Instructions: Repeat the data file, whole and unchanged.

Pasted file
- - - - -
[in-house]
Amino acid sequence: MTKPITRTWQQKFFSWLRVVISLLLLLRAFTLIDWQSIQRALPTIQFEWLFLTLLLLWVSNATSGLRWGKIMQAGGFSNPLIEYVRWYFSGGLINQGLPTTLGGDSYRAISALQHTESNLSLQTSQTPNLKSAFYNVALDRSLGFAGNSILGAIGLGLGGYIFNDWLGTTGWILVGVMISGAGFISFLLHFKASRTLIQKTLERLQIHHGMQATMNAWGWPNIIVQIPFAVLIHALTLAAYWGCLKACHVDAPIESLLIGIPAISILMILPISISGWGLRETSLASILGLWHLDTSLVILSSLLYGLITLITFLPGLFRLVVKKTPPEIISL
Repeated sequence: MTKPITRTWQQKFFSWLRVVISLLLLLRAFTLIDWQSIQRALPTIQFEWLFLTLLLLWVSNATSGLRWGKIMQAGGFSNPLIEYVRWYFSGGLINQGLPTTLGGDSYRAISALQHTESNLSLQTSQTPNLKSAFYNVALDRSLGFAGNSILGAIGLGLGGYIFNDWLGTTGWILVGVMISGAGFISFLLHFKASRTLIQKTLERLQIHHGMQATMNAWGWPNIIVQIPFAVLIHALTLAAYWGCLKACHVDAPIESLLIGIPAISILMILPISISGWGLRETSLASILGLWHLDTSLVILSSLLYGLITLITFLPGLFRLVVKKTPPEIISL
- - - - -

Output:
[in-house]
Amino acid sequence: MTKPITRTWQQKFFSWLRVVISLLLLLRAFTLIDWQSIQRALPTIQFEWLFLTLLLLWVSNATSGLRWGKIMQAGGFSNPLIEYVRWYFSGGLINQGLPTTLGGDSYRAISALQHTESNLSLQTSQTPNLKSAFYNVALDRSLGFAGNSILGAIGLGLGGYIFNDWLGTTGWILVGVMISGAGFISFLLHFKASRTLIQKTLERLQIHHGMQATMNAWGWPNIIVQIPFAVLIHALTLAAYWGCLKACHVDAPIESLLIGIPAISILMILPISISGWGLRETSLASILGLWHLDTSLVILSSLLYGLITLITFLPGLFRLVVKKTPPEIISL
Repeated sequence: MTKPITRTWQQKFFSWLRVVISLLLLLRAFTLIDWQSIQRALPTIQFEWLFLTLLLLWVSNATSGLRWGKIMQAGGFSNPLIEYVRWYFSGGLINQGLPTTLGGDSYRAISALQHTESNLSLQTSQTPNLKSAFYNVALDRSLGFAGNSILGAIGLGLGGYIFNDWLGTTGWILVGVMISGAGFISFLLHFKASRTLIQKTLERLQIHHGMQATMNAWGWPNIIVQIPFAVLIHALTLAAYWGCLKACHVDAPIESLLIGIPAISILMILPISISGWGLRETSLASILGLWHLDTSLVILSSLLYGLITLITFLPGLFRLVVKKTPPEIISL